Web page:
The Department of Homeland Security must further lean into its role protecting critical infrastructure from cyberattacks, but first it must work to finish its post 2018 evolution and build on previous efforts to bring other stakeholders into the process when developing programs and regulations.
That was the primary conclusion from a Government Accountability Office report released this week ahead of a House oversight hearing on how the federal government, DHS and its digital security wing the Cybersecurity and Infrastructure Security Agency are moving to protect critical infrastructure from state-backed and criminal cyberattacks.
The findings build off previous GAO investigations, including a more comprehensive report on DHS and CISA's efforts released last month.
During an oversight hearing Wednesday, Rep. Yvette Clarke, D-N.Y., who chairs the House Homeland Security subcommittee on cybersecurity and infrastructure protection, provided the latest example of how Congress has broadly shifted its thinking on cybersecurity regulations. She noted that in previous stint as subcommittee chair during the Obama administration, cybersecurity proponents in Congress helped lay the groundwork for the largely voluntary relationship between agencies responsible for regulating cybersecurity requirements within critical infrastructure.
Today, she and others are far more willing to consider a heavier regulatory hand to ensure companies are following minimum security standards and reducing the likelihood that a breach or ransomware attack could have far-reaching consequences throughout the supply chain or IT ecosystem.
“With all due respect to the hard work that’s been done, I think it’s time to be candid about the limits of these voluntary partnerships and authorities,” Clarke said this week.
CISA's growing pains taking lead federal cyber role
Part of that job, according to the GAO, will involve completing activities that are leftover from CISA’s transition from the National Protection and Programs Directorate, an agency that was in many respects reliant on DHS headquarters for authorities and resources, into the operational component agency that it is today.
That transformation, enacted by legislation in 2018, included mandates to overhaul CISA’s organizational structure and create separate divisions for cybersecurity, infrastructure security and communications.
Most of those tasks have been completed, but the agency has yet to finalize its mission-essential functions or complete workforce planning. The latter task takes on more relevance when you observe that CISA has spent the past few years heavily pushing the message that government, industry schools are not doing enough to develop a sufficient pipeline of cyber talent.
There’s also evidence in the GAO report that the agency has experienced some growing pains over the past five years as it has morphed from an afterthought agency to the federal government’s primary vehicle for outreach to the private sector and critical infrastructure and now one that wields increasingly powerful regulatory tools for the private sector and the rest of government.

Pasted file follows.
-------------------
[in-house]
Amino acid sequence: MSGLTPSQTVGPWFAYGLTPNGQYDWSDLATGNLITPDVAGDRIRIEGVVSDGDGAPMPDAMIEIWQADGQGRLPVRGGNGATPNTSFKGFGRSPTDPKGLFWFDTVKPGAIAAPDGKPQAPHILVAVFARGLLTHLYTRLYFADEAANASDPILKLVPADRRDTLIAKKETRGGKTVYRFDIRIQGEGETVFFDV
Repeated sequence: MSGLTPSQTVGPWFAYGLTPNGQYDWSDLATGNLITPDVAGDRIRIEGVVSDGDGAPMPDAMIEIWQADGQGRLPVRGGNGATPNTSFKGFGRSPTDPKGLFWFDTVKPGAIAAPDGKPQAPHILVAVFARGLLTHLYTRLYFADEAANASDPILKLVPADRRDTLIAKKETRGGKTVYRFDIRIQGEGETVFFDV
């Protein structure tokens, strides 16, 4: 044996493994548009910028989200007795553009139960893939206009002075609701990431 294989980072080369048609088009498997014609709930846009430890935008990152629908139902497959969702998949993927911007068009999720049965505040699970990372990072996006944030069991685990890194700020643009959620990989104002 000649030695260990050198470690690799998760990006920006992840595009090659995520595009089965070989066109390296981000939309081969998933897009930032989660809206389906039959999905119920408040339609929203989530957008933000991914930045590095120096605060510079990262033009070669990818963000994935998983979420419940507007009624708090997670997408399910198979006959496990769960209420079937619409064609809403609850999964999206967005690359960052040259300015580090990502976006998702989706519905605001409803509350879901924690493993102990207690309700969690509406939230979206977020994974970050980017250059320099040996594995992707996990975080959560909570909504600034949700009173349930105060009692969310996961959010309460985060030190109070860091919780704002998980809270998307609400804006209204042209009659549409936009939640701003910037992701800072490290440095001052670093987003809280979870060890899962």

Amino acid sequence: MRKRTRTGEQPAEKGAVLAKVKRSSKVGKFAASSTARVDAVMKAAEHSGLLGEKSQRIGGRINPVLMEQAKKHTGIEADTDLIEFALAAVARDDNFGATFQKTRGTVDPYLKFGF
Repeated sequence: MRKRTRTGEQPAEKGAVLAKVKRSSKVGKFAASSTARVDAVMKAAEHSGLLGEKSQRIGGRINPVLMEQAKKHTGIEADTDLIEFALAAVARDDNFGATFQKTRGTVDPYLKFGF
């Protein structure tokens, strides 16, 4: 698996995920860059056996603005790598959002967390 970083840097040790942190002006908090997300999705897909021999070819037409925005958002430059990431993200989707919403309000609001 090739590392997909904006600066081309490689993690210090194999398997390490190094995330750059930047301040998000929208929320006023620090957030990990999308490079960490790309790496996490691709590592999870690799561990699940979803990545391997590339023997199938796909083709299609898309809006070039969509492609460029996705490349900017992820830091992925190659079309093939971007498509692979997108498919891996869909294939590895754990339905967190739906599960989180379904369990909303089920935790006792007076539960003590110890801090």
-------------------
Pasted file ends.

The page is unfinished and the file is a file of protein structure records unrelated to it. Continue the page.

Auditors identified “a number of challenges that selected government and private sector stakeholders had noted when coordinating with CISA, including a lack of clarity surrounding its organizational changes and the lack of stakeholder involvement in developing guidance.”
Agency officials have spoken before about some early stumbles as they worked through how to best use and apply new authorities to issue binding and emergency cybersecurity directives to civilian agencies. More recently, CISA has gained the ability to demand administrative subpoenas from private internet service providers for ownership information on vulnerable IT assets and compel incident reporting on breaches and ransomware payments from critical infrastructure entities.
While the agency often receives praise for its engagement and collaborative spirit with the private sector and other agencies, there are critics.
For example, in recent years CISA updated its process for prioritizing cybersecurity assistance to different sectors when it developed a list of national critical functions — or services and processes where a cyber or physical attack could have significant impact and disrupt operations more broadly across one or multiple industrial sectors.
It was meant to replace an older process, the National Critical Infrastructure Prioritization Program, a relic of the agency’s NPPD days and one that was designed to focus primarily on physical, isolated threats and allow for smarter prioritization of limited federal resources and assistance. Despite the shift, just seven out of 25 critical infrastructure owners and operators interviewed by GAO were both aware and supportive of the list, with many saying they didn’t know about the framework or didn’t understand its goals.
Oddly, GAO said it has made 11 recommendations to DHS to address the problems but does not specify them in the report other than to say that DHS officials have committed to addressing them all by the end of 2022.
“While the department has communicated to us that they are taking steps to implement our recommendations, we urge them to do so even more expeditiously to protect our economy, public health and safety and national security from any future attacks,” Tina Won Sherman, director of homeland security and justice at GAO, told lawmakers Wednesday.